OA Library

Iron Age Settlement and Ritual. An Archaeological Training Excavation at Limes Farm, Landbeach

Connor, Aileen and Sealey, Paul (2003) Iron Age Settlement and Ritual. An Archaeological Training Excavation at Limes Farm, Landbeach. [Client Report] (Unpublished)

[img] PDF
CCCAFU_report211_LR.pdf
Available under License Creative Commons Attribution Share Alike.

7MB

Abstract

A Sample of the 25 hectare cropmark site at Limes Farm and Walnut Farm, Landbeach was the subject of an archaeological excavation during August and September 1999. Trainees directed and supervised by staff of Cambridgeshire County Council Archaeological Field Unit (AFU) undertook the work. Landbeach lies to the north of Cambridge and the site is situated to the south west of the village (TL 482/644). The aim of the work was to identify whether agricultural practices have impacted upon the preservation of archaeological remains. The work was successful in achieving this aim and recommendations for the future cultivation have been made. The site was first known from chance finds and later discovered to be of considerable size and complexity through aerial photography. Finds recovered from the site by chance and field walking, and the form taken by the cropmarks, suggested a Romano-British origin for the settlement. This excavation has shown that the settlement had its origins at least in the middle Iron Age period if not before. 18 trenches were opened by a mechanical excavator, two trenches (1 and 2) at the southern end of the study area were extended to form small areas. Areas 1 and 2, and trenches 3, 10 and 11 received detailed investigation, features in all the remaining trenches were described and planned, but not excavated. The site was characterised by features representing timber structures, pit, and a complex of intercutting ditches. Pottery of Middle Iron Age character was recovered from most feature types in areas 1 and 2 and a small component of ‘Belgic’ and Roman pottery was recovered from features in trencher 10 and 11. The majority of the pottery from the site was a large and well-preserved Middle Iron Age assemblage composed predominantly of sand and sand and vegetable tempered fabrics. There was a notable absence of flint tempered fabrics which might imply a chronological differentiation. The assemblage is therefore tentatively attributed a late Middle Iron Age date of 300-50 BC. A middle Iron Age pottery tradition in south Cambridgeshire awaits satisfactory definition and the Limes Farm material provides an important addition to the corpus of material studied to date. The site stratigraphically allowed the Middle Iron Age pottery to be grouped into secure chronological phases and an attempt was made to identify trends within he period as a whole. A Late Iron Age phase dating from 50 BC was identified and the opportunity taken to explore its implications. Pottery that apparently reached the site from elsewhere was also evident including a lugged pot from Bedfordshire and scored wares from Leicestershire and Northamptonshire. Animal skulls at Limes Farm suggest that some contexts witnessed special placed deposits; an attempt has been made to see if there were any counter parts in the ceramic record to these animal bone groups, but none were clearly apparent. Although the earliest phase of activity was characterised by a complex sequence of ditches, these provide little direct dating evidence, but the ditches were stratigraphically earlier that an occupation phase dating to the Middle Iron Age. Primary filling of these ditches appears to have been natural silts derived from the sides of ditches. The final fills contained occupation debris including pottery, animal bones and evidence for spinning and weaving. An articulate juvenile pig burial and deliberate deposition of cow skulls was also associated with this latest ditch filling phase. A Middle Iron Age occupation phase is indicated by the presence of at least one timber building, possibly associated with several pits, containing general rubbish including large unabraded pottery and animal bones. A final phase of ditches replaced the Middle Iron Age occupation were probably backfilled in the Late Iron Age. To the south, in trench 10, evidence was found for ditch filling in the roman period. The inhumation of a body was found associated with this latest phase of activity.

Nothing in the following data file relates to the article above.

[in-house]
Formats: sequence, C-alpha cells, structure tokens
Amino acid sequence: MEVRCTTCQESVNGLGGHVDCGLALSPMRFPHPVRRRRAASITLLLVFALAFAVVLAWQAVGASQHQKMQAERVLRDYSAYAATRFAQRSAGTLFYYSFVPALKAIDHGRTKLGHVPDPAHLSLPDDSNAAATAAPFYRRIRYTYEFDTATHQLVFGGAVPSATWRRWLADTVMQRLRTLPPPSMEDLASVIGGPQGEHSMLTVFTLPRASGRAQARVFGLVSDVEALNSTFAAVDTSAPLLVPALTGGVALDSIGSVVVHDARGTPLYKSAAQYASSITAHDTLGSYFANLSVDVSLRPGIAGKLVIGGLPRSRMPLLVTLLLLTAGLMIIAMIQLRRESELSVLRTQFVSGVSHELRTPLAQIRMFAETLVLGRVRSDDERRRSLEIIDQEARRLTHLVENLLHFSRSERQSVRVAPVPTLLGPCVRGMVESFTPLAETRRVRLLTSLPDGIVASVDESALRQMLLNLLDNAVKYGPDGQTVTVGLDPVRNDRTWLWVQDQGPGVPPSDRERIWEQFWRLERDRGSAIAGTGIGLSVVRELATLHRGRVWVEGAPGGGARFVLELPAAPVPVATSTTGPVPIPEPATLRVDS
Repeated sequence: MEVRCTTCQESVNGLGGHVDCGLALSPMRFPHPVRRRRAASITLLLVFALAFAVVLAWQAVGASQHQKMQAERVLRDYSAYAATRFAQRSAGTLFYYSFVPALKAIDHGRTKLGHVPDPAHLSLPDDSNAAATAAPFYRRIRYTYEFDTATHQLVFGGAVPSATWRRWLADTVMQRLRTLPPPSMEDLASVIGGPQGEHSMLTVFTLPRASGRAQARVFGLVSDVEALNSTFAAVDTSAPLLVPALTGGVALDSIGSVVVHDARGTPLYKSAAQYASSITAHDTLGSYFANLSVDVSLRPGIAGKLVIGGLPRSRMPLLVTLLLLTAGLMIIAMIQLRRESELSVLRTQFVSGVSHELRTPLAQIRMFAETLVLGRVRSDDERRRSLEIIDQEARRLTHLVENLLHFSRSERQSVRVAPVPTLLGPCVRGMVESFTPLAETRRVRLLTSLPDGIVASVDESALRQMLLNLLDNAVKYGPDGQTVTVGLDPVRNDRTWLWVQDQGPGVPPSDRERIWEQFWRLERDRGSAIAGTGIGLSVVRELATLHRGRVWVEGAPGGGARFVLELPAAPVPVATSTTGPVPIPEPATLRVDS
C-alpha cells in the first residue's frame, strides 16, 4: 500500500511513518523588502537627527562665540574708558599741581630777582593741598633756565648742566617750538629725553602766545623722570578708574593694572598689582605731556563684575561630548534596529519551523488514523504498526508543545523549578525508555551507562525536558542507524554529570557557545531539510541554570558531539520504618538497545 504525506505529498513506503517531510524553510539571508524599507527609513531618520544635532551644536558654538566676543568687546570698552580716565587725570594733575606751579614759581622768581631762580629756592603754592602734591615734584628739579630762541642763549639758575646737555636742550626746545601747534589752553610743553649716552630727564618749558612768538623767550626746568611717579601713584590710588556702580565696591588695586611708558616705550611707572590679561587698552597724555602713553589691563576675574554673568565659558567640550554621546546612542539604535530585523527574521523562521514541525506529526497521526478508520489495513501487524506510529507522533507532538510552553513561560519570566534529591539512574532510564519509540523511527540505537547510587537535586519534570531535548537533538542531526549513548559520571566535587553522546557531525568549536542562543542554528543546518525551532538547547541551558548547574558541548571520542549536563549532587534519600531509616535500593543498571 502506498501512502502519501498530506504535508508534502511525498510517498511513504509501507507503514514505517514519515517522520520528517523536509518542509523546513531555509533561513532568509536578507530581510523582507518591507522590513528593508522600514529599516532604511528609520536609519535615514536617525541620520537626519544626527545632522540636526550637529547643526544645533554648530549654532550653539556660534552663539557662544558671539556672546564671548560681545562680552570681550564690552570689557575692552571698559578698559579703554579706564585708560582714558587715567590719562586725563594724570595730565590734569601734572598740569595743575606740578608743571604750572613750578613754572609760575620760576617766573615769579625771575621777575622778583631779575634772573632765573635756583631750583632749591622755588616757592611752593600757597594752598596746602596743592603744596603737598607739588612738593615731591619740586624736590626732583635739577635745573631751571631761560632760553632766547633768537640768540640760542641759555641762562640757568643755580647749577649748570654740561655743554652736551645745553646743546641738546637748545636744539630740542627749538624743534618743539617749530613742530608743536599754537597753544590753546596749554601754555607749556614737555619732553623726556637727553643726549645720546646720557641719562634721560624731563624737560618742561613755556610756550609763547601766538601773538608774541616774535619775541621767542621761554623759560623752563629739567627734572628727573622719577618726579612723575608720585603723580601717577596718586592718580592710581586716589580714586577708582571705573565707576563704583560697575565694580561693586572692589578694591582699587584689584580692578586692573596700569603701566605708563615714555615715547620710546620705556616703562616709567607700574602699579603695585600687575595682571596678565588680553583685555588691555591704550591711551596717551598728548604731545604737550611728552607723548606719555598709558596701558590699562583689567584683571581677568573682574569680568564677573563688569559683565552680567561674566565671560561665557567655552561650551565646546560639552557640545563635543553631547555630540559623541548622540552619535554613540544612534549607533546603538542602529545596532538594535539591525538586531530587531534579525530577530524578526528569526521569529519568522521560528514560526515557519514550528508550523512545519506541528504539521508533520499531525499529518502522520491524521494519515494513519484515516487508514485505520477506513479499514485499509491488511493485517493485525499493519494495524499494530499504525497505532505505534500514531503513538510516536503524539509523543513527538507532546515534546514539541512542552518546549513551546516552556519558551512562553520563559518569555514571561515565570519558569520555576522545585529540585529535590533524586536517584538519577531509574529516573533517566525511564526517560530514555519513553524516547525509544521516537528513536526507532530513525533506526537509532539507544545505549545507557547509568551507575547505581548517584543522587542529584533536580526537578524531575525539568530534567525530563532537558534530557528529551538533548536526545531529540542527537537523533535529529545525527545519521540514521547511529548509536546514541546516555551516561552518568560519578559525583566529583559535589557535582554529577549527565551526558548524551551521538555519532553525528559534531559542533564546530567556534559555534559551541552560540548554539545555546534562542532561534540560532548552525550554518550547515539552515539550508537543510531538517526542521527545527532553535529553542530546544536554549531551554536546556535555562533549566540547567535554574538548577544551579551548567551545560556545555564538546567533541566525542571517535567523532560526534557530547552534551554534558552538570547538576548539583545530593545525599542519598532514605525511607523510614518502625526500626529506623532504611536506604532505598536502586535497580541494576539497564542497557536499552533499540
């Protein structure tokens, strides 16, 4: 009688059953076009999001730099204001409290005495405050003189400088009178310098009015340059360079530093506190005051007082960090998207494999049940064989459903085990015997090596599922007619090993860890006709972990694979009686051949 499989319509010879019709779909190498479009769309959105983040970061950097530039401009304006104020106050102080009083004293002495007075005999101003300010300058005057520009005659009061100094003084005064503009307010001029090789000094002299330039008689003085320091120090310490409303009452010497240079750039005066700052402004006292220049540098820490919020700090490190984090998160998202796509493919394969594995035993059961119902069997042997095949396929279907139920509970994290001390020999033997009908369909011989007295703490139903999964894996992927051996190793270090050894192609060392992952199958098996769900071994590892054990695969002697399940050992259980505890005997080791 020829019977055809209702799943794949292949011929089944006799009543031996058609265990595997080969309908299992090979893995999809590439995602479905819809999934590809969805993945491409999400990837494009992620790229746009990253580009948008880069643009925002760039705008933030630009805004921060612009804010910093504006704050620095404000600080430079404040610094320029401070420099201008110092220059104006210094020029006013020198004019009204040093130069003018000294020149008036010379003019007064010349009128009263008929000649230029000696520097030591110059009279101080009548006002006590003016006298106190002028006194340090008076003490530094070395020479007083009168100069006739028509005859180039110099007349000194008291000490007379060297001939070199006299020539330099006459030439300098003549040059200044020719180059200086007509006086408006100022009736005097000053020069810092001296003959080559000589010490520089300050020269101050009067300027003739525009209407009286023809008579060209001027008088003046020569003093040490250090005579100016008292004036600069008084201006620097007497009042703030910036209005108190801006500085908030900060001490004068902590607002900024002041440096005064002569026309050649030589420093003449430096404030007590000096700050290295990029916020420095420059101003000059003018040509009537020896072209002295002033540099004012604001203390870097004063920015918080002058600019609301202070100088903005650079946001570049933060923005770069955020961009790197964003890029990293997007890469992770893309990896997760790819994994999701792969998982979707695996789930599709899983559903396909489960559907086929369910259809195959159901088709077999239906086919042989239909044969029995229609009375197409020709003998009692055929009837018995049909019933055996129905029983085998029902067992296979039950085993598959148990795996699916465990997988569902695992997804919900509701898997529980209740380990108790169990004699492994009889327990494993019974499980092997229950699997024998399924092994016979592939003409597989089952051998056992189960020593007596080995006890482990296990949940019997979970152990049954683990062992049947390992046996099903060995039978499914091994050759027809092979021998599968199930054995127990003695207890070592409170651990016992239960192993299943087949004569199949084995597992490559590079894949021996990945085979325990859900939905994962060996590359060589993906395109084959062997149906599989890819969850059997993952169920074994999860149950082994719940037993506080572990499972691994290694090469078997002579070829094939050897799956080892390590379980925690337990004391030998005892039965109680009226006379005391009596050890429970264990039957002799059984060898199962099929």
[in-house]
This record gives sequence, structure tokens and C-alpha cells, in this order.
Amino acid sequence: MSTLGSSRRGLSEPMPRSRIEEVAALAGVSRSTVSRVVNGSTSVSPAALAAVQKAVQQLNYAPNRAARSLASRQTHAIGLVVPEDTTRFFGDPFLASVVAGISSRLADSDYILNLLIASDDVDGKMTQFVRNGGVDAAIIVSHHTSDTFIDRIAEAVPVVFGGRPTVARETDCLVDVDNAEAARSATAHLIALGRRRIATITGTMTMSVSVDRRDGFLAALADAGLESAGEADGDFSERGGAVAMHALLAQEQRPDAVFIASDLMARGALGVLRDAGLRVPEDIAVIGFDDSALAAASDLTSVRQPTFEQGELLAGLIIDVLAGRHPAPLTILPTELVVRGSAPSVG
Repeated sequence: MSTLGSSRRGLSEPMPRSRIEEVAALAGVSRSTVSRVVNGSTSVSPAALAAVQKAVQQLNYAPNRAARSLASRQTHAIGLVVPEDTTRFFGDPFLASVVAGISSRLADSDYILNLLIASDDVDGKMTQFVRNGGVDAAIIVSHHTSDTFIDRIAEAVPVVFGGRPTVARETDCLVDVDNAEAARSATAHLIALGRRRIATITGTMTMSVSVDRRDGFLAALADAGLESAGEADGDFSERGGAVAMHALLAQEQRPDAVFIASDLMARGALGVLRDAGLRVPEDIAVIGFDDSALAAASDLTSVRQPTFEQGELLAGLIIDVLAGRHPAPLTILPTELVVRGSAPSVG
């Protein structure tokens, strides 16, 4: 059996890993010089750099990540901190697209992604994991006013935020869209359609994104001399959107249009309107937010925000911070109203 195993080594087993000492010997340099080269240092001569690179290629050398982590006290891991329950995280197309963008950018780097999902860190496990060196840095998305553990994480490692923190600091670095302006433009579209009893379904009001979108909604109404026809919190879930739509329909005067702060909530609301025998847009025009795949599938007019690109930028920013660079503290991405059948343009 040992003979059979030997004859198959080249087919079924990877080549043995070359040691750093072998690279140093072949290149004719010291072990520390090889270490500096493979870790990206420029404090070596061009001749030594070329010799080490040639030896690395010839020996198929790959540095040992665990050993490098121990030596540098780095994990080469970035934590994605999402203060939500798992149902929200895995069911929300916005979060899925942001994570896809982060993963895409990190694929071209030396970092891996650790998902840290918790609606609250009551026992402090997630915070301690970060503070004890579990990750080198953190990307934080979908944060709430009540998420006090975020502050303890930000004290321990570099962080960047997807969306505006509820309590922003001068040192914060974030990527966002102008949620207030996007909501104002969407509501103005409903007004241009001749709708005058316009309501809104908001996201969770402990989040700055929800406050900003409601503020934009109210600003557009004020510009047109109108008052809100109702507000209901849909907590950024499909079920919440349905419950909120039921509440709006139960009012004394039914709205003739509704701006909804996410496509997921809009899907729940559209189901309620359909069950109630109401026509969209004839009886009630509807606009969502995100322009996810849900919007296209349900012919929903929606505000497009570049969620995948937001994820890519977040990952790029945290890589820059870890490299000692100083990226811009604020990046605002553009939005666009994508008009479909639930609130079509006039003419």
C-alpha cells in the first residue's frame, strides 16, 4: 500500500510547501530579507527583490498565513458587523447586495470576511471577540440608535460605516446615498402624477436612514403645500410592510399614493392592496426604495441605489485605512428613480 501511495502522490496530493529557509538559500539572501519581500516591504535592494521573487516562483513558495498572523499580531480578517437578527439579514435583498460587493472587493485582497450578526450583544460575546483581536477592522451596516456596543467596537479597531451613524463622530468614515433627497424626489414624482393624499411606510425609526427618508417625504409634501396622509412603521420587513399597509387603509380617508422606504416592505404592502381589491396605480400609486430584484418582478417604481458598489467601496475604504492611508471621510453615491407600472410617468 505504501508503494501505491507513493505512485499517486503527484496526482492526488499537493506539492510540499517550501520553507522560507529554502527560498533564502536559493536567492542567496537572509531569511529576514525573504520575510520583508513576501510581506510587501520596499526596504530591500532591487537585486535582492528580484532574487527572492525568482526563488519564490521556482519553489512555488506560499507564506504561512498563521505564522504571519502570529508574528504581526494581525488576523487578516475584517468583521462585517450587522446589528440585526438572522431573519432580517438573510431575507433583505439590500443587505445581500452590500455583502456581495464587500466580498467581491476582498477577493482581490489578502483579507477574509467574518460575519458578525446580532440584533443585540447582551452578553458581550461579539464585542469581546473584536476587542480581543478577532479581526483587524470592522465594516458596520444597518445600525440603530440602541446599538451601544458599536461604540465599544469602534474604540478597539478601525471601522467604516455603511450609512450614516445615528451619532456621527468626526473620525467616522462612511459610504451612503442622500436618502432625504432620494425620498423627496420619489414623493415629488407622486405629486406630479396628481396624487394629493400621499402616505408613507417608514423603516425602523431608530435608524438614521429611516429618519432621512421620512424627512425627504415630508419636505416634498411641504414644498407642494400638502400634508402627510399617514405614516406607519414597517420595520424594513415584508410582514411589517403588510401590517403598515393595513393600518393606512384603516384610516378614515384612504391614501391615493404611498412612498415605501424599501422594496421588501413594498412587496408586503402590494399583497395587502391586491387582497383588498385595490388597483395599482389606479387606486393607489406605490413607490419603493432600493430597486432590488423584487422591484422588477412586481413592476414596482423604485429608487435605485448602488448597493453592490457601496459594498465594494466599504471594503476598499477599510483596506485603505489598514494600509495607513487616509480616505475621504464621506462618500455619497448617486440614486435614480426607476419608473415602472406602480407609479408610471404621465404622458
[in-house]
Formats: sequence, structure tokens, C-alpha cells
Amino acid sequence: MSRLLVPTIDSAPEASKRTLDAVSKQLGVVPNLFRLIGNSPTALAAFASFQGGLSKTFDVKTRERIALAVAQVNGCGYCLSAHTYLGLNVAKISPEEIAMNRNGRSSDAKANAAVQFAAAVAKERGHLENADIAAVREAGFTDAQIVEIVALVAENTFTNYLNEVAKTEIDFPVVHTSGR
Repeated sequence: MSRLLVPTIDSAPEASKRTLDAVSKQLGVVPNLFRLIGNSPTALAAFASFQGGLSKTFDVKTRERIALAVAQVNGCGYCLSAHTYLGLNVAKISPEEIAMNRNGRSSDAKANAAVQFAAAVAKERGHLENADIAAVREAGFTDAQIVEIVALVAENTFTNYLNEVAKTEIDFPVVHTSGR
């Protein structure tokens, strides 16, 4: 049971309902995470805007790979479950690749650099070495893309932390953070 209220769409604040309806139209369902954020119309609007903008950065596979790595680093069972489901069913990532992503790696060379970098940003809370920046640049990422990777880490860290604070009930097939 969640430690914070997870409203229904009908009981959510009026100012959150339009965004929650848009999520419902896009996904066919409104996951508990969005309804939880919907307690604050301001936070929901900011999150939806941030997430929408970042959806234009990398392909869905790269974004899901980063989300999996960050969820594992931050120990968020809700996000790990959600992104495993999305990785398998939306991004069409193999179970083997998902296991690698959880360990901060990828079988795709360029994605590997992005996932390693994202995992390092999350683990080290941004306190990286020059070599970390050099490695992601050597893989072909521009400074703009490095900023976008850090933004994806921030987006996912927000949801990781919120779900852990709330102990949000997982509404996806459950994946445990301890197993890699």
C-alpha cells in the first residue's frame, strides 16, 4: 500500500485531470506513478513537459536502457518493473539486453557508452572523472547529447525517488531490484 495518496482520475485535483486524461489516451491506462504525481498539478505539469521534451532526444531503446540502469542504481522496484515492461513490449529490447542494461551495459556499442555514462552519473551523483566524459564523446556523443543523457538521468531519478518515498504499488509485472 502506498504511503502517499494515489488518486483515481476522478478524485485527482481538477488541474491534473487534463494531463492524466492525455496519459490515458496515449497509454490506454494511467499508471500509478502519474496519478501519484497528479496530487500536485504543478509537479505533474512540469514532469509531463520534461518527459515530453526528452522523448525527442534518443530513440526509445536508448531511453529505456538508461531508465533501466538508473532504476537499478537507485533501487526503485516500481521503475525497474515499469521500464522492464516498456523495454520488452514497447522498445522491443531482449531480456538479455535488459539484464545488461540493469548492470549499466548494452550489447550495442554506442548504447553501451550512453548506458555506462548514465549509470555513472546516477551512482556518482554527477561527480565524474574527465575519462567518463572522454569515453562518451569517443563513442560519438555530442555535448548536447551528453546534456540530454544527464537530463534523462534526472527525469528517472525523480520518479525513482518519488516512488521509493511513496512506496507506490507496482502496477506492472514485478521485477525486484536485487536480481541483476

Item Type:Client Report
Subjects:Geographical Areas > English Counties > Cambridgeshire
Period > UK Periods > Iron Age 800 BC - 43 AD > Late Iron Age 100 BC - 43 AD
Period > UK Periods > Iron Age 800 BC - 43 AD > Middle Iron Age 400 - 100 BC
Period > UK Periods > Roman 43 - 410 AD
ID Code:4225
Deposited By: Archives
Deposited On:22 Jan 2019 11:34
Last Modified:22 Jan 2019 11:34

Repository Staff Only: item control page